- 49 per cent of parents give in to ‘mini-moaners’
- 68 per cent of parents would make sacrifices to give kids what they want
- poorer parents making biggest sacrifices
A generation of ‘mini-moaners’ are pestering their parents into buying them everything from toys to mobile phones, with parents making considerable cut-backs in order to afford what their kids want, according to new research from Engage Mutual.
Following recent reports that direct marketing is creating a generation of materialistic children*, the research reveals the most moaned for childhood accessories, and the lengths parents go to buy them. 49 per cent of parents with children under 18 say that they have given in to their children’s pleading in the last 12 months – 68 per cent saying that they would make financial sacrifices in order to do so.
As part of its ongoing 3GB research into the how finances impact family relationships, Engage Mutual asked a GB representative sample of 2,000 adults about the costs of bringing up children.
Technology Take Over: The Items Kids Moan About Wanting
||Items parents have bought because their kids moaned about wanting them in the last 12 months
|| Games Console
|| Mobile phone
|| Music (e.g. CDs / Downloads)
|| Popular branded clothing
the sacrifices parents would make
- 50 per cent said they would go without luxuries to give their children what they want;
- 31 per cent said they would go out less than they used to;
- 29 per cent would work longer hours to meet their kid’s demands; and
- 21 per cent of parents would go without a holiday to keep their offspring happy.
poorer parents would make the most sacrifices
With 44 per cent of parents with children under 18 saying that they can’t always afford what their children want or need, these parents are more likely to make sacrifices (81%). The most common sacrifice they would make was to go without luxuries (62%, whilst one in three said they would work extra hours, a similar proportion would not go out as much as they used to (36%). Parents who are struggling financially are also three times more likely than those who are better off to say they would save money by buying cheap food (33% compared to 11%).
- 15 per cent of mothers would go to work in order to give their children what they want when they could otherwise be a stay-at-home parent, compared to 9 per cent of men.
- Parents with children aged 12 to 17 are the most likely to give into their wants. The most moaned for item that parents have given in to the most amongst children in this age range was a mobile phone (30%).
Karl Elliott, 3GB spokesperson for engage Mutual Assurance said:
“With kids being spoilt for choice for toys, technology and games, many feel pressure from their peers to keep up with the latest gadgets and labels. In modern Britain, parents often find themselves caught up in a balance between giving their kids what they want and finding the money to pay. The research gives a new perspective into family finance with some children ‘wearing the trousers’ when it comes to family spending.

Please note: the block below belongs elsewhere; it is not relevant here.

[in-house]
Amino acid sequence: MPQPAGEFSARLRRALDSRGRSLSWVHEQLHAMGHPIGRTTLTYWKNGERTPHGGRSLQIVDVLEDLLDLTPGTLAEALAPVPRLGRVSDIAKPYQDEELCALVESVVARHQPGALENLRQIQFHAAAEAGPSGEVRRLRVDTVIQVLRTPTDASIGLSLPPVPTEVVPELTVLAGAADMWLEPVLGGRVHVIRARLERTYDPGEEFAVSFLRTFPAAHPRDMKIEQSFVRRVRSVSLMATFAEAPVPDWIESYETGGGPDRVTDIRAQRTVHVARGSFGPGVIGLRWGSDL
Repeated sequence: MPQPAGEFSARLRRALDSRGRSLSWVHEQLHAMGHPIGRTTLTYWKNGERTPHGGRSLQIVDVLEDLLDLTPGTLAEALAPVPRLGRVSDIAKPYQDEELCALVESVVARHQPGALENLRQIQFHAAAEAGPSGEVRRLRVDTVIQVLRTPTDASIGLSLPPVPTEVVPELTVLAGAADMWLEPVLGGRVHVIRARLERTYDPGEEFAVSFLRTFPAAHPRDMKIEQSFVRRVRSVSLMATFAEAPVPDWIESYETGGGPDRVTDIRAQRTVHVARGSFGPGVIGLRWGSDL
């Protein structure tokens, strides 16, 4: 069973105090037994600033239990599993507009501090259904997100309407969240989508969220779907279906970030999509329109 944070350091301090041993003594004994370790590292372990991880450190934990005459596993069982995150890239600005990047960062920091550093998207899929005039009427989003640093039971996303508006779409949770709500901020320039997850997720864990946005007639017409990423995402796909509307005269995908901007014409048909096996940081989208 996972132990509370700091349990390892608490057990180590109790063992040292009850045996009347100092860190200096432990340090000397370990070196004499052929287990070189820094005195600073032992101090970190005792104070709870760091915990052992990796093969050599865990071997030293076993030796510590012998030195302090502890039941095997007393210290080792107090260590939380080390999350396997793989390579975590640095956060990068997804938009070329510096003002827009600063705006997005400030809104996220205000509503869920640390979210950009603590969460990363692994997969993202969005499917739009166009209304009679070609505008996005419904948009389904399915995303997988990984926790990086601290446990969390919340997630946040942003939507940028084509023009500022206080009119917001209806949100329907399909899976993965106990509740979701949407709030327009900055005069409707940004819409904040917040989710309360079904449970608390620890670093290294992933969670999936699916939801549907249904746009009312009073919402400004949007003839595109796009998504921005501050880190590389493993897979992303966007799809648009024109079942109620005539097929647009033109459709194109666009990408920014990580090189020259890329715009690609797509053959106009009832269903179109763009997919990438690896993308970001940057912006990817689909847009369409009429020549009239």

Given current economic circumstances, it is likely that more parents will find it harder to make ends meet this year. We encourage all parents to try and strike a balance between spending on little goodies today and saving little and often so that they can afford the bigger items in the future.”
*BBC News Online, Tuesday 26th February 2008http://news.bbc.co.uk/1/hi/uk/7262936.stm
3GB or ‘3 Generation Britain’ is an ongoing quarterly research initiative by Engage Mutual to understand how financial ties impact on family relationships. More information is available at www.engagemutual.com/3GB.
engage Mutual Assurance can be contacted on 0800 169 4321 or by visitingwww.engagemutual.com
The information contained in this press release is intended solely for journalists and should not be relied upon by private investors or any other persons to make financial decisions.
Notes to editors:
1. the research was conducted by YouGov between 18th – 21st January 2008 amongst a GB representative sample of 1,943 adults, including 487 parents with children under the age of 18.
2. if using this article on a website, please link to www.engagemutual.com using the following hyperlink text: engage Mutual Assurance – meeting the changing needs of todays modern families
3. engage Mutual Assurance is a trading style of Homeowners Friendly Society (HFSL) and it’s wholly-owned subsidiary engage Mutual Funds Limited (EMFL).
4. engage Mutual Funds Limited (EMFL) is a provider of the Child Trust Fund direct and in partnership with partners including Legal and General, ASDA and Debenhams stores.
5. engage supports mutuality, friendly societies and the regional financial services industry through links with the Association of Mutual Insurers, the Association of Friendly Societies, Mutuo and Leeds Financial Services Initiative.
6. established in 1980, Homeowners Friendly Society Limited (HFSL) is Registered and Incorporated under the Friendly Societies Act 1992, Reg.No.964F, it’s wholly owned subsidiary engage Mutual Funds Limited (eMFL) is Registered in England No 3224780. Both are authorised and regulated by the Financial Services Authority (FSA).
7. Homeowners Friendly Society Limited’s FSA Register number is 110072 andengage Mutual Funds Limited’s FSA Register number is 181487. You can check this on the FSA’s Register by visiting the FSA’s website www.fsa.gov.uk/register or by contacting the FSA on 0845 606 1234